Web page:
Software Perspective

The Lumia 920/820 devices will be based on Windows Phone 8, which has yet to be released by Microsoft while the existing line of Lumia devices (900, 800, 710 and 610) will be updated to a variant Window Phone 7.8. Although Nokia was able to show some of the features that will be introduced with Windows Phone 8, notably the new Start Screen, not much else has been revealed in terms of Windows Phone 8 consumer features. In terms of application, it was already known that the existing portfolios of applications , which have been developed for Windows Phone 7 and 7.5, will also run on Windows Phone 8; which means that on day one, Windows Phone 8 will have over 100,000 application available to downloaded as well as specifically developed applications for Windows Phone 8. Although the Android and Apple have significantly more applications, Nokia has taken the initiative to have key applications for the Windows Phone platform (CNN, Angry Birds, ESPN and EA) and exclusive application for Nokia devices hoping to lure consumers that choose to get into the Windows Phone ecosystem and consumers that are already established on other platforms. In the New York event, Nokia announced key applications that will be exclusive, although for limited time, with the set of new devices including application for Bloomberg, Angry Birds Roost, YouSendIt. ( See more on Nokia’s website).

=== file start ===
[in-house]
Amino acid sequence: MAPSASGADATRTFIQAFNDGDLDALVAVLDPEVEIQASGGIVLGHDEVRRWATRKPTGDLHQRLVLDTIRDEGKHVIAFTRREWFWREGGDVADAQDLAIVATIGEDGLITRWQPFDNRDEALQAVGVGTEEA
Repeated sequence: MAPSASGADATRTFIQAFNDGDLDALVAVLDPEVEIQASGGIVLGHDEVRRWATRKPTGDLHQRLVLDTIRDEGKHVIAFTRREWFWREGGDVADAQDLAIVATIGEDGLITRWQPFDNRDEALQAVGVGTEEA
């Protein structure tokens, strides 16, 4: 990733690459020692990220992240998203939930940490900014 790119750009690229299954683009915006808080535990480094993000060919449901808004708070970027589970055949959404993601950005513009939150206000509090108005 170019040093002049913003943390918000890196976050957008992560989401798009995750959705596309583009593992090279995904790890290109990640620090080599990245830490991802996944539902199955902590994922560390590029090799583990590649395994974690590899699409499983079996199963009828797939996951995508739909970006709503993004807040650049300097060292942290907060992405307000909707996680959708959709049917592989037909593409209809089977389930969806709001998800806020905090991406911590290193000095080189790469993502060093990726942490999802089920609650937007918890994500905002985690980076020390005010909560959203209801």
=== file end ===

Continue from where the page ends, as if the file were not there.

Imaging Technology